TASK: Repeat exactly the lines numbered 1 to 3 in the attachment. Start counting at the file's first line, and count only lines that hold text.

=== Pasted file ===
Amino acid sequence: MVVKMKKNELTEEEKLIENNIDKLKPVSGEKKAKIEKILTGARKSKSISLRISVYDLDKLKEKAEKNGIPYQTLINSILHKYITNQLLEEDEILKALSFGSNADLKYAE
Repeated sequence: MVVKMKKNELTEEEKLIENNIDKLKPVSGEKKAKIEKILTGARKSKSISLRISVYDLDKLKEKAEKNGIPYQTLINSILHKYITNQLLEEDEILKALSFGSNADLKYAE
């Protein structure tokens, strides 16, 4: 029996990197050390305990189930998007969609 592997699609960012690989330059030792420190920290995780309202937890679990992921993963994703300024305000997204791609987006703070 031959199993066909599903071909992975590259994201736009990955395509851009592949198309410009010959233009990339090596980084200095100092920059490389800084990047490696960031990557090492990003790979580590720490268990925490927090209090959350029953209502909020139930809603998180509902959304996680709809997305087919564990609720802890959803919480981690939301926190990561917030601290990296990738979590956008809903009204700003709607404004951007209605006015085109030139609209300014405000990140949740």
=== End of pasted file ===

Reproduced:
Amino acid sequence: MVVKMKKNELTEEEKLIENNIDKLKPVSGEKKAKIEKILTGARKSKSISLRISVYDLDKLKEKAEKNGIPYQTLINSILHKYITNQLLEEDEILKALSFGSNADLKYAE
Repeated sequence: MVVKMKKNELTEEEKLIENNIDKLKPVSGEKKAKIEKILTGARKSKSISLRISVYDLDKLKEKAEKNGIPYQTLINSILHKYITNQLLEEDEILKALSFGSNADLKYAE
């Protein structure tokens, strides 16, 4: 029996990197050390305990189930998007969609 592997699609960012690989330059030792420190920290995780309202937890679990992921993963994703300024305000997204791609987006703070 031959199993066909599903071909992975590259994201736009990955395509851009592949198309410009010959233009990339090596980084200095100092920059490389800084990047490696960031990557090492990003790979580590720490268990925490927090209090959350029953209502909020139930809603998180509902959304996680709809997305087919564990609720802890959803919480981690939301926190990561917030601290990296990738979590956008809903009204700003709607404004951007209605006015085109030139609209300014405000990140949740």